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Beijing's Tightening Grip on Financial System Reflects Economic Concerns

The Chinese government's recent move to exert tighter control over its financial system has garnered attention from analysts who see it as a response to growing economic challenges and a divergence from more mature financial markets. The change in the country's approach is seen as both a centralization of resources and a means to expedite decision-making to address immediate issues like a slump in the property market and high levels of local debt. However, these measures also raise questions about whether the world's second-largest economy remains an attractive destination for substantial investments.

Beijing's Tightening Grip on Financial System Reflects Economic Concerns

The high-level meeting, led by President Xi Jinping, resulted in a pledge to "comprehensively enhance the Communist Party's leadership in financial work," emphasizing its critical role in risk control and prevention. This shift was underscored by a change in the conference's name, previously known as the "National Financial Work Conference" since its inception in 1997, it was held this year as the "Central Financial Work Conference." The altered nomenclature signifies more direct party supervision over financial matters.

According to researchers Wang Zichen and Jia Yuxuan from the Center for China and Globalization, "The transition... is an apparent elevation in its status because 'central' denotes the Party, and the Party leads all." This highlights a fundamental difference in the motivation of China's financial institutions compared to their Western counterparts. While Western firms typically prioritize shareholder value, those in China place party prerogatives at the forefront, even if such priorities run counter to their own interests.


Chen Zhiwu, Chair Professor of Finance at the University of Hong Kong, noted that the tighter party control over finance merely formalizes a practice that has been in place for the past decade. He highlighted that the revised Chinese Constitution of 2018 mandates that the Party must control everything, making financial sectors no exception to this rule.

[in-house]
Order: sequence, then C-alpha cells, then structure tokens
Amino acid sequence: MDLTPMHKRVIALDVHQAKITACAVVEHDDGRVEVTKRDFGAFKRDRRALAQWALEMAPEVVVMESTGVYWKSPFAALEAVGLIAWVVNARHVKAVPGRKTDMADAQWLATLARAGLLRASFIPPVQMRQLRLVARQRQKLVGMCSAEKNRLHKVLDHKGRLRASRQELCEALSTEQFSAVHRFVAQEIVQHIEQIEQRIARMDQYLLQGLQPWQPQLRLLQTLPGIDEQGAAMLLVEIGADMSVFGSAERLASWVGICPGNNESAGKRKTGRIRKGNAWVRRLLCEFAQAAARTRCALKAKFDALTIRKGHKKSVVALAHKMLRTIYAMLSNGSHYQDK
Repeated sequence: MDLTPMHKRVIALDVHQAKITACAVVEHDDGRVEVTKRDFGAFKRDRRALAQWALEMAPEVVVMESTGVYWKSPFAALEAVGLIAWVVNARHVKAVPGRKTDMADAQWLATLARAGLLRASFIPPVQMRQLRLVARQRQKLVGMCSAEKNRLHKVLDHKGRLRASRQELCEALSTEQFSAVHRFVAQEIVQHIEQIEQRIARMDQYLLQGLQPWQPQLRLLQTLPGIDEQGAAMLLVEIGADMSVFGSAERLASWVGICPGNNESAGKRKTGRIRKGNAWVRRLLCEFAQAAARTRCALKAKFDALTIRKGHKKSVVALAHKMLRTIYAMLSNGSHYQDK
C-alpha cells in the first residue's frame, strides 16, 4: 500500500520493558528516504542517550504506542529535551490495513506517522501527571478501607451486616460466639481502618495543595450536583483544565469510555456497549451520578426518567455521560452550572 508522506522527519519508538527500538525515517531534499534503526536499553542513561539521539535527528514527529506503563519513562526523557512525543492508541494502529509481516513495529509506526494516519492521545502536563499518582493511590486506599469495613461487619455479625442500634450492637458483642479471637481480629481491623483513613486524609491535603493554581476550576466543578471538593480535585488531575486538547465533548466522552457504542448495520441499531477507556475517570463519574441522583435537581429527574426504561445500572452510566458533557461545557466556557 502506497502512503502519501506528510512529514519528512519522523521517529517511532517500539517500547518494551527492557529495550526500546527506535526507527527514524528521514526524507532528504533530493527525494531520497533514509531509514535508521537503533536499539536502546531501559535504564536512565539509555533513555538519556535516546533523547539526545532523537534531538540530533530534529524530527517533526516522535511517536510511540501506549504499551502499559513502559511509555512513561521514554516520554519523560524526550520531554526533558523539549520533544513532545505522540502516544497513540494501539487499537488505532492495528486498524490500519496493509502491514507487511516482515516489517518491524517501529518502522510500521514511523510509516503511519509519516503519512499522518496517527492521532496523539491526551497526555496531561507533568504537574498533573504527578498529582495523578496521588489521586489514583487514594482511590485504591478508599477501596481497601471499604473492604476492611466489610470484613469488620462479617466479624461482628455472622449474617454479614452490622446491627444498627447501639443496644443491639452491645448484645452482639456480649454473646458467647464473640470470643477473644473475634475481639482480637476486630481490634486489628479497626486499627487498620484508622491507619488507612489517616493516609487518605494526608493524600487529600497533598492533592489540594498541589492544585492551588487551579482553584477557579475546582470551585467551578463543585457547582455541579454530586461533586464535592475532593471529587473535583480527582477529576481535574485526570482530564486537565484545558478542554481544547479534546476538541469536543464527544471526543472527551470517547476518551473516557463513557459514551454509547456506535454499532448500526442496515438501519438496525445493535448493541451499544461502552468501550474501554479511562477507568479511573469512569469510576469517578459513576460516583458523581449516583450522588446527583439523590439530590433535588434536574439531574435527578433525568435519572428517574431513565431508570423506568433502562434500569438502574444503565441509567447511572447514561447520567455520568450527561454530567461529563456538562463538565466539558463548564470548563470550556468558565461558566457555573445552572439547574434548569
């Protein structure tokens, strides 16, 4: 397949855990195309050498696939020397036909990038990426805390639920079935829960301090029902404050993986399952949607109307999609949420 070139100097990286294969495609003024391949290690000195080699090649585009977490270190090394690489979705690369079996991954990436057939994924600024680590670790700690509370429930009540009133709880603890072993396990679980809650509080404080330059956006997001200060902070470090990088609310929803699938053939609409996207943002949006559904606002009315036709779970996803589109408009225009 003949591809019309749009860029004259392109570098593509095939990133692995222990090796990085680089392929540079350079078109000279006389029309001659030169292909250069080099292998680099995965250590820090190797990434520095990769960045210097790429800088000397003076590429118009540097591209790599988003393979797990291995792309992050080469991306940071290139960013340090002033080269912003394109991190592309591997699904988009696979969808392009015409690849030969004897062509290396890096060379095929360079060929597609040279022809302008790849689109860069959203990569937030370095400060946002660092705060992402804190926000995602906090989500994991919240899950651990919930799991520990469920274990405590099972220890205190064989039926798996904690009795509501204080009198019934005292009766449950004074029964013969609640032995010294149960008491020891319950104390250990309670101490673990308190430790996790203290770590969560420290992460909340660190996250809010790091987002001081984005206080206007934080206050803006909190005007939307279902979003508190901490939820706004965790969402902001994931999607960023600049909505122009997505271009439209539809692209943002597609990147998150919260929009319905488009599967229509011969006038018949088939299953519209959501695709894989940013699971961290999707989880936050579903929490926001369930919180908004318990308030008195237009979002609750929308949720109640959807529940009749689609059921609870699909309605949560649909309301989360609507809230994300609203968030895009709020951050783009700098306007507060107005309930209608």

This conference marked the first central-level gathering on finance following the establishment of the Central Financial Commission in March. This party organ now serves as the country's top financial regulator alongside the State Council.

Despite the absence of commitments to market reform in the recent statement, there has been previous rhetoric about opening up the financial sector and encouraging foreign financial institutions to expand their operations in China. Notably, the phrase "giving full play to the decisive role of the market in the allocation of financial resources," present in the 2017 meeting, was not included in the recent transcripts.

The focus in the recent meeting was on supporting state-owned financial institutions, with an emphasis on five designated areas: technology and innovation, the green economy, inclusive financing, elderly care, and the digital economy. Concerns have been raised about whether China remains an attractive investment destination, and an exodus from China's capital market has been observed in recent months as investor confidence wanes.

Larry Hu, Chief China Economist at Macquarie, believes that this shift reflects China's overall policy changes, particularly since the onset of the US-China trade war. He noted, "The general environment now is very different from that in 2017, and the security of the industrial chain has been given a high priority. Many areas are moving to focus on security, and finance is no exception."

Alicia Garcia-Herrero, Chief Economist for Asia-Pacific at Natixis, emphasized that the centralization of power is likely driven by China's challenging economic situation. She stated, "China is stuck with a suboptimal economic performance. Therefore, control is of the essence so that no loose ends would create any type of financial events. Thus all of these changes are also out of necessity, not only ideology."

Zhu Tian, a Professor of Economics at the China Europe International Business School in Shanghai, observed that Beijing seems to be seeking a balance where market forces play a significant role while maintaining a strong grip on the financial system. However, striking that balance may prove challenging. Ding Shuang, Chief Greater China Economist at Standard Chartered Bank, commented, "It signals that Beijing would rather opt for a more steadfast financial openness rather than a quick one. The bottom line is avoiding any systemic risks."



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